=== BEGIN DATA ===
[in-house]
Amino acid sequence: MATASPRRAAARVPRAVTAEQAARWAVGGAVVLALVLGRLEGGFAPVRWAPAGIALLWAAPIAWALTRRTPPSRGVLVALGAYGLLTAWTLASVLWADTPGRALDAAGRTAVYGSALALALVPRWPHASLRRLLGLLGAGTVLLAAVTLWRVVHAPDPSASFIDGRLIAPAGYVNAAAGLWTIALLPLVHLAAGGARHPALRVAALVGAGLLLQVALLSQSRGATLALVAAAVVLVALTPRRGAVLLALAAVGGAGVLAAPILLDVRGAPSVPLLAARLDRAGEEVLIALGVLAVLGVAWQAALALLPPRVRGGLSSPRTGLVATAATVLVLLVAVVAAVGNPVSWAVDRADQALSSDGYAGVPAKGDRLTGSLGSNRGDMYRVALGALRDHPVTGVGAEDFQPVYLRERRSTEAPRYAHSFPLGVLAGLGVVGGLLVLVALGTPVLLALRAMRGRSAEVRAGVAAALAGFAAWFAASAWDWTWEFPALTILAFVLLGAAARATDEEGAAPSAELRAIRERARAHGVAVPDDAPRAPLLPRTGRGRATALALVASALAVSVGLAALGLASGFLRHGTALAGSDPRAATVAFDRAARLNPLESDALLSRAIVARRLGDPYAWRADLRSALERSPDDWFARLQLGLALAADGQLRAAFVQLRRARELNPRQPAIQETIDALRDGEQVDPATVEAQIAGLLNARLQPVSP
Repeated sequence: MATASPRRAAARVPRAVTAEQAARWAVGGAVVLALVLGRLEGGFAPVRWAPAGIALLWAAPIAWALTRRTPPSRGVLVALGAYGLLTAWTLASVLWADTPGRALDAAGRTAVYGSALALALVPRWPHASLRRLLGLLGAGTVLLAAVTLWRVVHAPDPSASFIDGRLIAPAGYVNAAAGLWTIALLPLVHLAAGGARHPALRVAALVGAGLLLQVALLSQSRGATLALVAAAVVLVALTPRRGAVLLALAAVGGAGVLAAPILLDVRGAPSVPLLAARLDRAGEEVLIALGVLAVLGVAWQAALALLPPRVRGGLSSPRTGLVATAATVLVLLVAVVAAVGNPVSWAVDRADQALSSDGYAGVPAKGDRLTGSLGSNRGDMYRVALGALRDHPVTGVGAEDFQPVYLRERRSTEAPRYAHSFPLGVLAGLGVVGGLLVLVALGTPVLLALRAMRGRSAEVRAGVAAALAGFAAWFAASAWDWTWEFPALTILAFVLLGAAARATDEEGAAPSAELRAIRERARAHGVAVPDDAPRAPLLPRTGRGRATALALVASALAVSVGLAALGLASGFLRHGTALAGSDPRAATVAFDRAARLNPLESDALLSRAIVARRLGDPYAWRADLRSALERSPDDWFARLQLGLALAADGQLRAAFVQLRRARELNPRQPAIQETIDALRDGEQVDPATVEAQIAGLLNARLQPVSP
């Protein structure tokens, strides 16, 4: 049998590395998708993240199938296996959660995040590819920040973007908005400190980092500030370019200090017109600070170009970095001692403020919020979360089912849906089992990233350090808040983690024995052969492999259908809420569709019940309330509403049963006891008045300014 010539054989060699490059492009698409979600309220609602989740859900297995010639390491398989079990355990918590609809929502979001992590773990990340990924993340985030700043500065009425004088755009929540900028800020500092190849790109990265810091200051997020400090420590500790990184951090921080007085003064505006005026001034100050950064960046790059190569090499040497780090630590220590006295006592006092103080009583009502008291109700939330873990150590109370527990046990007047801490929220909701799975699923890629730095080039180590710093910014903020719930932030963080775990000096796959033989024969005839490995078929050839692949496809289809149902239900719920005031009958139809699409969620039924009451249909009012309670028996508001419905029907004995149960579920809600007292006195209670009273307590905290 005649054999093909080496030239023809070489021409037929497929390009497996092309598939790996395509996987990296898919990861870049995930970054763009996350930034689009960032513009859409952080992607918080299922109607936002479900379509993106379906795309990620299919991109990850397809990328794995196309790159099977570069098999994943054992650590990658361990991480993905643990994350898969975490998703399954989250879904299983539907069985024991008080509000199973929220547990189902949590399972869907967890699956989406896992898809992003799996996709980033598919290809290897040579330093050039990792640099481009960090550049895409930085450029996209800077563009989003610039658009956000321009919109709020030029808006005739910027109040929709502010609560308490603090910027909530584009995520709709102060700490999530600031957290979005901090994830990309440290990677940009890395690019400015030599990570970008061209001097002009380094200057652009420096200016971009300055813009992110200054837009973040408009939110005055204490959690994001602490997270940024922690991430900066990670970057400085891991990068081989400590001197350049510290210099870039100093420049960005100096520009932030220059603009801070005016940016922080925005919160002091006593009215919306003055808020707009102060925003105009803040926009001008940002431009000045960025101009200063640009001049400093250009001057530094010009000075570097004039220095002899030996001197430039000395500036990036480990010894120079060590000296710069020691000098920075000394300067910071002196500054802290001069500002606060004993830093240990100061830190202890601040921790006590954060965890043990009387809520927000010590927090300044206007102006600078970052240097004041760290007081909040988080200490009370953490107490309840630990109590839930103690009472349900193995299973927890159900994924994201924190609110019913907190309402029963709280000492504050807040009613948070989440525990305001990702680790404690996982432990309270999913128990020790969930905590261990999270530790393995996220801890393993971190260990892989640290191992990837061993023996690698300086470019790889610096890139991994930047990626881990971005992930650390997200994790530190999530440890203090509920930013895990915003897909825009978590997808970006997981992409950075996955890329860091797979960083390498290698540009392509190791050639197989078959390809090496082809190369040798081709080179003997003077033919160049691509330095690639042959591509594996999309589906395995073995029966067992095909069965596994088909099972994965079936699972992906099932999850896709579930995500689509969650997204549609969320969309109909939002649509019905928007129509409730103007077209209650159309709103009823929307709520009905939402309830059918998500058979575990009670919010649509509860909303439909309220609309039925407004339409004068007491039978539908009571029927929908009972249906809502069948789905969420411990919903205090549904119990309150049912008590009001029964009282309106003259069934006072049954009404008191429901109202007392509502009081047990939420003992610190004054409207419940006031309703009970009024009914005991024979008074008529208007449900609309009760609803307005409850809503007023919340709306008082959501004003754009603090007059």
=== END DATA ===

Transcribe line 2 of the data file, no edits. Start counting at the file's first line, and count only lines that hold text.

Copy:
Amino acid sequence: MATASPRRAAARVPRAVTAEQAARWAVGGAVVLALVLGRLEGGFAPVRWAPAGIALLWAAPIAWALTRRTPPSRGVLVALGAYGLLTAWTLASVLWADTPGRALDAAGRTAVYGSALALALVPRWPHASLRRLLGLLGAGTVLLAAVTLWRVVHAPDPSASFIDGRLIAPAGYVNAAAGLWTIALLPLVHLAAGGARHPALRVAALVGAGLLLQVALLSQSRGATLALVAAAVVLVALTPRRGAVLLALAAVGGAGVLAAPILLDVRGAPSVPLLAARLDRAGEEVLIALGVLAVLGVAWQAALALLPPRVRGGLSSPRTGLVATAATVLVLLVAVVAAVGNPVSWAVDRADQALSSDGYAGVPAKGDRLTGSLGSNRGDMYRVALGALRDHPVTGVGAEDFQPVYLRERRSTEAPRYAHSFPLGVLAGLGVVGGLLVLVALGTPVLLALRAMRGRSAEVRAGVAAALAGFAAWFAASAWDWTWEFPALTILAFVLLGAAARATDEEGAAPSAELRAIRERARAHGVAVPDDAPRAPLLPRTGRGRATALALVASALAVSVGLAALGLASGFLRHGTALAGSDPRAATVAFDRAARLNPLESDALLSRAIVARRLGDPYAWRADLRSALERSPDDWFARLQLGLALAADGQLRAAFVQLRRARELNPRQPAIQETIDALRDGEQVDPATVEAQIAGLLNARLQPVSP